BANGKOK — Six days after a deadly bomb killed at least 20 people in Bangkok, police said yesterday their prime suspect in the attack may have successfully fled the country.
While Thailand's top cop blamed outdated equipment for the seemingly stalled-out hunt for the attacker behind the Erawan Shrine bombing, a police spokesman yesterday said the bomber had likely carefully timed the attacks so that he wouldn’t have lingered in the country.
"I suspect that he may have left,” Police Lt. Gen. Prawuth Thawornsiri told Channel 3, according to an Associated Press report. “But we will keep searching in case we can find others who may be in the country or find clues, evidence and witnesses who may have seen him."
Bangkok police chief Lt. Gen. Sriwarah Rangsipramnakul, put to the same question, simply replied, “It’s difficult to answer that question.
With no clear suspects identified or motives assigned, outgoing national police chief Somyot Pumpanmuang faulted the equipment available to investigators.
"If we are lucky, we will be able to catch the perpetrator." Somyot said. "The delay in our investigation is not caused by our incompetence. It is because we don't have modern equipment to aid our work like police in foreign countries."
He added that while they are requesting equipment from other countries, they will not allow any representatives from other nations to “interfere” with their investigation.
Meanwhile the fruits of that investigation which have come to light mostly involve piecing together the whereabouts of the shrine bombing suspect before the attack, while leads emerged during the weekend about another suspect behind a bomb that exploded near the Sathorn Pier.
It emerged yesterday that a taxi driver has told police he gave a ride to the suspected Erawan bomber, a man seen leaving a backpack inside the shrine minutes before the blast, to Hua Lamphong Railway Station on the night of the blast.
Police spokesman Prawuth said the driver carried the bomb suspect from the Yannawa area to Hua Lamphong railway station. That would place him near to where a tuk-tuk driver said he picked up the suspect near a car repair shop and took him to the Grand Hyatt Erawan Hotel.
Sriwarah, chief of metropolitan police, said the taxi driver has been questioned but declined to elaborate.
“We have already summoned the taxi driver who picked up the suspect for interrogation, but I cannot disclose any information, because right now we are still collecting evidence and witnesses testimonies,” Sriwarah said yesterday.
No one has been publicly identified as a person of interest or arrested since investigators released CCTV footage showing the yellow-shirted man walk into Erawan Shrine. No one has taken credit for the attack.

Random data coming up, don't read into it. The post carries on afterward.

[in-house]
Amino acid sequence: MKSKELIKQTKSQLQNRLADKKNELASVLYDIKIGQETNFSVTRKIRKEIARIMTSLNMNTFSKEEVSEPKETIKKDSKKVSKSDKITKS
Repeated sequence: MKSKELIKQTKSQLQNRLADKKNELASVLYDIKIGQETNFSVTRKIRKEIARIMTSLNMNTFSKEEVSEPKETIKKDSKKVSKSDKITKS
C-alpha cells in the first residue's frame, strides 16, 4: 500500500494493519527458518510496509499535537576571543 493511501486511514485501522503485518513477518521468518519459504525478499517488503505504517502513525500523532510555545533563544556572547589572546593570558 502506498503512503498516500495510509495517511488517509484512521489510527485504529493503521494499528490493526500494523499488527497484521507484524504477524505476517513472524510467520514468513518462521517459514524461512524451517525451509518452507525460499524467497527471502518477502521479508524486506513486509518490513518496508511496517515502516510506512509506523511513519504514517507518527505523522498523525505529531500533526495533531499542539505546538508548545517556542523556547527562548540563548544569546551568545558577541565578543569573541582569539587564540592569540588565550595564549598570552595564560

Much of the investigation has centered around an area southwest of Lumpini Park, around lower Sathorn and Silom roads.
Several motorcycle taxi drivers on Soi Sathorn 10 have said that between December and February they gave numerous rides to a man who matched passport and immigration photos shown to them by investigators.
Both a motorcycle taxi operator and hotel receptionist visited by authorities said the investigators believed it to be a fake Turkish passport.
On Sunday footage emerged of a man dropping a bag into the water near Sathorn Pier less than 30 minutes after the Erawan Shrine bomb exploded. At 1pm the next day on Tuesday, a bomb detonated under water in the same spot. No one was hurt.
CCTV footage showed the man walking down lower Sathorn Road toward the pier about 15 minutes after the shrine bombing.
Meanwhile, a religious service planned to commemorate the bombing victims has been canceled due to police’s security concerns.
The memorial service was scheduled to be held by the Sangha Supreme Council in front of Amarin Plaza – next to Erawan Shrine – at 5.30 pm today. However, the Council said in a statement that the event has been indefinitely postponed.
According to the statement released to the media, the Sangha Council explained it decided to cancel the memorial service because Police Gen. Somyot said authorities remained worried about the security situation.
Somyot had expressed concern that many people would join the service, making it difficult for police to maintain security, it read.
The cancellation came less than 24 hours after the military government released a statement assuring foreigners the situation is under control.